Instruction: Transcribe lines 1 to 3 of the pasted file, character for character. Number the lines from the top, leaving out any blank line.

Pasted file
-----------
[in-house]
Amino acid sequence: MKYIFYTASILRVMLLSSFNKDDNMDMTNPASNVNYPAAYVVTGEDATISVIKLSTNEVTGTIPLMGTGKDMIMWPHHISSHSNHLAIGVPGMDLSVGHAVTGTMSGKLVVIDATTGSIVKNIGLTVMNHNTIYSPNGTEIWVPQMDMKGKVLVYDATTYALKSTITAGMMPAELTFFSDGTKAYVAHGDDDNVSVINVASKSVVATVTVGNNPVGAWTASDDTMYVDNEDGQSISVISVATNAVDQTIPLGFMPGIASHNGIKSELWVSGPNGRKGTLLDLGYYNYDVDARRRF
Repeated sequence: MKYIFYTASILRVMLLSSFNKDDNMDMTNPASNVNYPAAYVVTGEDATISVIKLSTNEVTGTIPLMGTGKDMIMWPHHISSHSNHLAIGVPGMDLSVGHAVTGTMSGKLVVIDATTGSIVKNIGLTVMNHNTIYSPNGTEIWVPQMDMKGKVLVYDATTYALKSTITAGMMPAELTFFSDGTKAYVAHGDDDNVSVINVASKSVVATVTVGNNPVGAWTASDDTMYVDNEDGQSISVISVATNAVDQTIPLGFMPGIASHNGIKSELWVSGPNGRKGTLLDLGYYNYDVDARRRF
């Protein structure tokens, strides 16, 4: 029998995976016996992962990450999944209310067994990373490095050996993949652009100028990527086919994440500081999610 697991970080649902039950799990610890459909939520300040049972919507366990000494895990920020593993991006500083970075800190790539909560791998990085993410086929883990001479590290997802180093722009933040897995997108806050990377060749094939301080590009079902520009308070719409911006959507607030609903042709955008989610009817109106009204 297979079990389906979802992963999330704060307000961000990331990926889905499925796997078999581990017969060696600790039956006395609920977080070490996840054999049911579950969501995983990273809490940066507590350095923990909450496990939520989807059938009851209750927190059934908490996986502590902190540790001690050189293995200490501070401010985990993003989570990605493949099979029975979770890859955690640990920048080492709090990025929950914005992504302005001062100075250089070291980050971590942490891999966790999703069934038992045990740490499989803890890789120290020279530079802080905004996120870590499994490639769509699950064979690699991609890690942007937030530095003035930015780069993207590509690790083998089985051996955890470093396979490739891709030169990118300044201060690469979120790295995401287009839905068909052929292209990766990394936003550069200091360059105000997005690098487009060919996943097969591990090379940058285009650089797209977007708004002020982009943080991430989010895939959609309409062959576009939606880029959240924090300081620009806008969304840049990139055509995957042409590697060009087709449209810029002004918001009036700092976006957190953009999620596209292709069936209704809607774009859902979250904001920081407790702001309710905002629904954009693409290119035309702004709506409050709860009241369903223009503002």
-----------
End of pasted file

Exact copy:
[in-house]
Amino acid sequence: MKYIFYTASILRVMLLSSFNKDDNMDMTNPASNVNYPAAYVVTGEDATISVIKLSTNEVTGTIPLMGTGKDMIMWPHHISSHSNHLAIGVPGMDLSVGHAVTGTMSGKLVVIDATTGSIVKNIGLTVMNHNTIYSPNGTEIWVPQMDMKGKVLVYDATTYALKSTITAGMMPAELTFFSDGTKAYVAHGDDDNVSVINVASKSVVATVTVGNNPVGAWTASDDTMYVDNEDGQSISVISVATNAVDQTIPLGFMPGIASHNGIKSELWVSGPNGRKGTLLDLGYYNYDVDARRRF
Repeated sequence: MKYIFYTASILRVMLLSSFNKDDNMDMTNPASNVNYPAAYVVTGEDATISVIKLSTNEVTGTIPLMGTGKDMIMWPHHISSHSNHLAIGVPGMDLSVGHAVTGTMSGKLVVIDATTGSIVKNIGLTVMNHNTIYSPNGTEIWVPQMDMKGKVLVYDATTYALKSTITAGMMPAELTFFSDGTKAYVAHGDDDNVSVINVASKSVVATVTVGNNPVGAWTASDDTMYVDNEDGQSISVISVATNAVDQTIPLGFMPGIASHNGIKSELWVSGPNGRKGTLLDLGYYNYDVDARRRF